Central Oregon currently lacks the site-specific fire and forest histories that are necessary for scientifically based land-management planning in the region. For a region with such extensive fire-adapted ecosystems, surprisingly few fire and forest histories have been reconstructed from tree rings, and these only at stand scales and in only a few of the region's forest types.
For a region with such extensive fire-adapted ecosystems, surprisingly few fire and forest histories have been reconstructed from tree rings, and these only at stand scales and in only a few of the region's forest types. In addition, climate change is recognized by the chief of the Forest Service as one of three critical new resource issues for the 21st century (http://www.fs.fed.us/climatechange).
Anticipating the effects of climate change on future fire requires that we understand the effects of climate variation on past fires. It also requires that we bridge the past, present, and future by identifying the climate drivers of 20th-century fires from written archival records, and using this information to project future fire regimes. Finally, there is an urgent need to collect tree-ring evidence of past fires because modern prescribed burning and extensive, severe wildfires are rapidly and permanently consuming this evidence.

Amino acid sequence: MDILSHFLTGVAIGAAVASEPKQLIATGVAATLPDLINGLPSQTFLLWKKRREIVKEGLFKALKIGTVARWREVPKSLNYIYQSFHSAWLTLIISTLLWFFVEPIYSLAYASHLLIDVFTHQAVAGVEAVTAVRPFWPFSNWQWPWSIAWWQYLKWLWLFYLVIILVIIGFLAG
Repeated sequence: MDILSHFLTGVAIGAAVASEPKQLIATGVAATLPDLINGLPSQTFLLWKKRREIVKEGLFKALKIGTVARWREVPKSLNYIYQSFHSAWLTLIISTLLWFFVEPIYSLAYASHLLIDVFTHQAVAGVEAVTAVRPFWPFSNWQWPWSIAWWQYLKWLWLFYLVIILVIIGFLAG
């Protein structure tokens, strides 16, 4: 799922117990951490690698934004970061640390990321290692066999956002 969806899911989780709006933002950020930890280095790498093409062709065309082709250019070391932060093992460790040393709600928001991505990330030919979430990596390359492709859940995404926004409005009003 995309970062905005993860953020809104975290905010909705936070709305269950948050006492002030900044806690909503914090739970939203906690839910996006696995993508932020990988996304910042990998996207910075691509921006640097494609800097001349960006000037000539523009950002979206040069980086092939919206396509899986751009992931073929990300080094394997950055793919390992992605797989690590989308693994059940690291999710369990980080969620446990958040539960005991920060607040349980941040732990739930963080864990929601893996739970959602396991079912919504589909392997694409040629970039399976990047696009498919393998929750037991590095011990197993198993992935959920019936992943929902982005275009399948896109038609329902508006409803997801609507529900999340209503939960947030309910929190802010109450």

In cooperation with the Central Oregon Fire Management Service (Deschutes and Ochoco National Forests and the Prineville District of the Bureau of Land Management) and The Nature Conservancy, we began reconstructing fire and forest histories from tree rings in central Oregon in the summer of 2009. .
For centuries (1650–1900), extensive mixed-severity fires occurred every 26 to 82 years, creating a multi-aged forest and shrub mosaic. Simulation modeling suggests that the historical mix of surface and passive crown fire were primarily driven by shrub biomass and wind speed. However, a century of fire exclusion has reduced the potential for the high-severity patches of fire that were common historically, likely by reducing bitterbrush cover, the primary ladder fuel. This reduced shrub cover is likely to persist until fire or insects create new canopy gaps. Crown fire potential may increase even with current fuel loadings if the climate predicted for midcentury lowers fuel moistures, but only under rare extreme winds. This study expands our emerging understanding of complexity in the disturbance dynamics of lodgepole pine across its broad North American range.